the second son of Germanus, and the grand-nephew of Justinian I. (see the genealogical table prefixed to the life of that emperor), a distinguished general, becomes first conspicuous in the Gothic campaign of A. D. 550, when, after exerting himself in raising the army that was to invade Italy through Illyricum, he was appointed, on the sudden death of his father, to succeed him in the supreme command.
He was then very young, but the time of his birth can only be conjectured: it was probably about 530.
In the following year he commanded, with his elder brother, Justin, against the Slavonians; and he is also mentioned as the commander of the Greek auxiliaries of Alboin against Thrasimund, king of the Gepidae. His name became universally known as one of the first generals of the empire, when the regent, Tiberius, appointed him, in 574, or, as some say, 576, commander-in-chief of an army of 150,000 German and Scythian mercenaries, against the Persian king, Chosroes, who had invaded Armenia. Justinian advanced from Cappadocia, and Chosroes pushed on to meet him.
The encounter took place at Melitene, in Lesser Armenia, not far from the Euphrates; and after a sharp struggle, the left wing of the Persians was totally routed; in consequence of which Chosroes was compelled to retreat in haste and confusion into the heart of his dominions.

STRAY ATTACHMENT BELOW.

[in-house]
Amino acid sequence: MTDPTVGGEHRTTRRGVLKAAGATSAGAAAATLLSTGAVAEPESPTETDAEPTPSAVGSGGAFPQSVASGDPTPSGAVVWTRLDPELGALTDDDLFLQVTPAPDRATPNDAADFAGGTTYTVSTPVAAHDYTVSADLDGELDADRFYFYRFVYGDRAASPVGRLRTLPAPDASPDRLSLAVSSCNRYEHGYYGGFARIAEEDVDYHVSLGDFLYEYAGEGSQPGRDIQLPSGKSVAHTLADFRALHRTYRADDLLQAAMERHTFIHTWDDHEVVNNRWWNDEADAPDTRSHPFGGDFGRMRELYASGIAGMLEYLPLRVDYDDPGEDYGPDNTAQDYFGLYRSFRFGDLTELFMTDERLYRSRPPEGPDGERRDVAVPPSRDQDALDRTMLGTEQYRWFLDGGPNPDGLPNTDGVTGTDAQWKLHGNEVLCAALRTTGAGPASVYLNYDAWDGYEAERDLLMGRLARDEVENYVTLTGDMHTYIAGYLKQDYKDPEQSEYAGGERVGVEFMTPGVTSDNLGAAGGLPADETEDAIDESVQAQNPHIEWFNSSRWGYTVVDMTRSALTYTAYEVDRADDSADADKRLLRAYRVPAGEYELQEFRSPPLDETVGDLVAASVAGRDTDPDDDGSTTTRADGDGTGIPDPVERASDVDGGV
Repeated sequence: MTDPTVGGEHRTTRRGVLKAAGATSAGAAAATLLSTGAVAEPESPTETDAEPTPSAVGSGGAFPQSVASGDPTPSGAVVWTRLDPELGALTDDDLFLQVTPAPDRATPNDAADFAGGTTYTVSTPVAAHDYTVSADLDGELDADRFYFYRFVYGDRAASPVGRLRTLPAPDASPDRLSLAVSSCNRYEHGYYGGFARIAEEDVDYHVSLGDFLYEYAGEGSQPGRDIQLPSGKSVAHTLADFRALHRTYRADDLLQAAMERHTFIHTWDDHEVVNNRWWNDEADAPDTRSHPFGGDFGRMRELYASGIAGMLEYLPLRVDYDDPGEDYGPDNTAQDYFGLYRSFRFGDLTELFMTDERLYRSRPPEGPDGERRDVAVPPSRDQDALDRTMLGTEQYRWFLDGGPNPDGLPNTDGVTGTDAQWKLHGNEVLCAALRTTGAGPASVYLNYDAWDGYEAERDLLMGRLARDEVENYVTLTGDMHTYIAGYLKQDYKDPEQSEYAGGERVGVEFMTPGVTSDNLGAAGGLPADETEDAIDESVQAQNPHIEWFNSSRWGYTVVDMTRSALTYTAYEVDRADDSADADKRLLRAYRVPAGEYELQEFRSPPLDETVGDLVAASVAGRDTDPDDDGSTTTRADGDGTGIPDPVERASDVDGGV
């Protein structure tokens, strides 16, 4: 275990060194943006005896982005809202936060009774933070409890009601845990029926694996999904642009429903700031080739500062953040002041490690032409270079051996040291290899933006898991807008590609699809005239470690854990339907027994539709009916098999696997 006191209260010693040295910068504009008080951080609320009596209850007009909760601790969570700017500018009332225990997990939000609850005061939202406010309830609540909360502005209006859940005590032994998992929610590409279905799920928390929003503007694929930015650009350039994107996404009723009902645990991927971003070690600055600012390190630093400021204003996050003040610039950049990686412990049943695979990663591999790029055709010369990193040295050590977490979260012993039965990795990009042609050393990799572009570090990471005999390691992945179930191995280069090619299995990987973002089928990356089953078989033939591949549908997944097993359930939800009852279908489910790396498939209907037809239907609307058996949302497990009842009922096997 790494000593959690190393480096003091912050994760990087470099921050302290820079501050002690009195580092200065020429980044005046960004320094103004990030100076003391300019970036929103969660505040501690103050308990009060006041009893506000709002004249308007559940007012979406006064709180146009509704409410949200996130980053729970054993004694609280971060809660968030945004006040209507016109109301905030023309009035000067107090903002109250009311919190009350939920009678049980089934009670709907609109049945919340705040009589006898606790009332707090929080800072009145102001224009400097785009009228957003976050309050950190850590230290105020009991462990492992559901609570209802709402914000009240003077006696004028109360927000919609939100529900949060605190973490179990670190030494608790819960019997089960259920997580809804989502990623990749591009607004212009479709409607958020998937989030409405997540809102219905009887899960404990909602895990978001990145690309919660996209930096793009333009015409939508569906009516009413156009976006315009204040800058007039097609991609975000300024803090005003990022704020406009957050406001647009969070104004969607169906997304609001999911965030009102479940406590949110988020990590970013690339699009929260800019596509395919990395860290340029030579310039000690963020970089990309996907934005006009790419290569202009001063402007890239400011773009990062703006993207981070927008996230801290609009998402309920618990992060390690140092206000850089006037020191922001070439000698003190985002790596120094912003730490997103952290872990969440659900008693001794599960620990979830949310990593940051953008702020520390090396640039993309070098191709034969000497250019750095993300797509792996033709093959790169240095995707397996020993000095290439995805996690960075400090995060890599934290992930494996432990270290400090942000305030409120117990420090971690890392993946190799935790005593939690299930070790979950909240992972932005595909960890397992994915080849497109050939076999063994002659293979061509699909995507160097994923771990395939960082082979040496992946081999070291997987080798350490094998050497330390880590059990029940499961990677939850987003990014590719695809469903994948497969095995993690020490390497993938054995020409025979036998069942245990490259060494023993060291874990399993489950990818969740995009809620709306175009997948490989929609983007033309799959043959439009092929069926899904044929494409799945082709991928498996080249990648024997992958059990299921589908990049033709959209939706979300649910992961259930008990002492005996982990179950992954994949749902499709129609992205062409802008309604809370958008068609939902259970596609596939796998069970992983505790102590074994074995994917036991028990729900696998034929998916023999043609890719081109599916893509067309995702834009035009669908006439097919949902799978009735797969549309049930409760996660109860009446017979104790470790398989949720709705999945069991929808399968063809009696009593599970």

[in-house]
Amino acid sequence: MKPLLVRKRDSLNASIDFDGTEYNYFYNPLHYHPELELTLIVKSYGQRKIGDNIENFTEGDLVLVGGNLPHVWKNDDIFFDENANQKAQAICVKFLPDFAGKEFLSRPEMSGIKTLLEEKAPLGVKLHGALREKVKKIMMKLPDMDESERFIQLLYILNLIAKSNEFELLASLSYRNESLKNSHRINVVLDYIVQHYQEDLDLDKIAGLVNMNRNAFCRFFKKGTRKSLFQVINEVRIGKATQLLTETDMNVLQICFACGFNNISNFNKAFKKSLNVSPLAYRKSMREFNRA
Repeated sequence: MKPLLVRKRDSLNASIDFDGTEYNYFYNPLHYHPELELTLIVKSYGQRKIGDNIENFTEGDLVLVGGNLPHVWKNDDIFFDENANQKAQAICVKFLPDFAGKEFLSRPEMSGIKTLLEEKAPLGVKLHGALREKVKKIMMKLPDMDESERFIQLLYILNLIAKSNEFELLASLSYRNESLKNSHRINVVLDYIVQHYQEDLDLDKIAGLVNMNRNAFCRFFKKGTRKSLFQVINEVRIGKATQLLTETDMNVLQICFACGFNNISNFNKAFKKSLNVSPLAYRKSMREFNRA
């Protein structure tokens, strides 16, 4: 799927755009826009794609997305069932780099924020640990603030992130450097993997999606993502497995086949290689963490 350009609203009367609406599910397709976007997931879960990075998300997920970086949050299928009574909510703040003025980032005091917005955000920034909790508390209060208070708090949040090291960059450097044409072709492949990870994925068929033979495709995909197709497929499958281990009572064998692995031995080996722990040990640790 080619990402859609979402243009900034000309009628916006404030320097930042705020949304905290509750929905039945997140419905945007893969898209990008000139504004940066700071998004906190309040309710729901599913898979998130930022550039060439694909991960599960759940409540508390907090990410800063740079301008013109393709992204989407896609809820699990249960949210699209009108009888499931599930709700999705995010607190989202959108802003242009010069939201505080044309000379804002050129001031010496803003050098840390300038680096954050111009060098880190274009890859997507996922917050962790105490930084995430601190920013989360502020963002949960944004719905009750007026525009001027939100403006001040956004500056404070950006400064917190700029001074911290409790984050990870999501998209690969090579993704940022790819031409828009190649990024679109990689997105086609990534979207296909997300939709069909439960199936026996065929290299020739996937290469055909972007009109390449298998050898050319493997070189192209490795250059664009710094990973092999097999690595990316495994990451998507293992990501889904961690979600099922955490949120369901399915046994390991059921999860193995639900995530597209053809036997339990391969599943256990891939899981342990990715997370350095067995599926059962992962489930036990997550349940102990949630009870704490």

This splendid victory was equally due to the military skill of Justinian, and the undaunted valour of Curs, a Scythian in the Greek service. Upon this Justinian crossed the Euphrates, and turning to the left, conquered part of northern Persia, took up his winter-quarters in Hyrcania, and returned unmolested in the following spring to Armenia.
But there he suffered a severe defeat from the Persian general, Tamchosroes, in consequence of which the pending negotiations for peace were abruptly broken off by Chosroes, and the war continued without any prospect of a speedy termination. Tiberius, dissatisfied with Justinian's conduct in this campaign, recalled him, and gave the command to Mauricius. Justinian thought himself unfairly dealt with, and entered into a conspiracy to assassinate Tiberius on the day of his coronation, and to have himself chosen in his stead.
It appears that he had no chance of success, for he voluntarily confessed his evil designs, and Tiberius generously pardoned him. When, in the following year, 579, Tiberius was absent from the capital, the empress Sophia, who expected that Tiberius would have married her, but was grievously disappointed at seeing that he was secretly married to another, persuaded Justinian to resume his former designs, promising to assist him with her treasures and influence.
The plan was discovered, the property of Sophia was confiscated, and a watch was put upon her; but Justinian was again pardoned by the noble Tiberius.
The time of Justinian's death is not known. (Theophan. p. 385, &c., ed. Paris; Evagrius, 5.14, &c.; Procop. Bell. Goth.
3.32, 40, 4.25, 26 ; Theophylact. 3.12, &c.; Paul. Diacon. 3.12 ; Meander in Excerpt. Legat. ;
the sources quoted in the lives of Justin. II. and Tiberius.)